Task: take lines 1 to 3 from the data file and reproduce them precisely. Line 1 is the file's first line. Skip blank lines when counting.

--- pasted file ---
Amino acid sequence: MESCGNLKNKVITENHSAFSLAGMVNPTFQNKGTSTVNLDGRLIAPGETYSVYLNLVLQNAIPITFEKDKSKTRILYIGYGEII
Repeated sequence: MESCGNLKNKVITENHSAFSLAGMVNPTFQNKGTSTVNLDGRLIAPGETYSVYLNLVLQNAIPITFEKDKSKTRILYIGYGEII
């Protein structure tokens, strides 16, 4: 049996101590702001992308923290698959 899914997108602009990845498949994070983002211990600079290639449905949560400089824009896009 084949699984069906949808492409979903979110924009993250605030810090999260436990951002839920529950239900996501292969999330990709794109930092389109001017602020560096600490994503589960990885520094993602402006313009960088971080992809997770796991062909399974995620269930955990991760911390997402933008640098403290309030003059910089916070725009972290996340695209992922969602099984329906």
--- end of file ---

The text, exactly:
Amino acid sequence: MESCGNLKNKVITENHSAFSLAGMVNPTFQNKGTSTVNLDGRLIAPGETYSVYLNLVLQNAIPITFEKDKSKTRILYIGYGEII
Repeated sequence: MESCGNLKNKVITENHSAFSLAGMVNPTFQNKGTSTVNLDGRLIAPGETYSVYLNLVLQNAIPITFEKDKSKTRILYIGYGEII
């Protein structure tokens, strides 16, 4: 049996101590702001992308923290698959 899914997108602009990845498949994070983002211990600079290639449905949560400089824009896009 084949699984069906949808492409979903979110924009993250605030810090999260436990951002839920529950239900996501292969999330990709794109930092389109001017602020560096600490994503589960990885520094993602402006313009960088971080992809997770796991062909399974995620269930955990991760911390997402933008640098403290309030003059910089916070725009972290996340695209992922969602099984329906």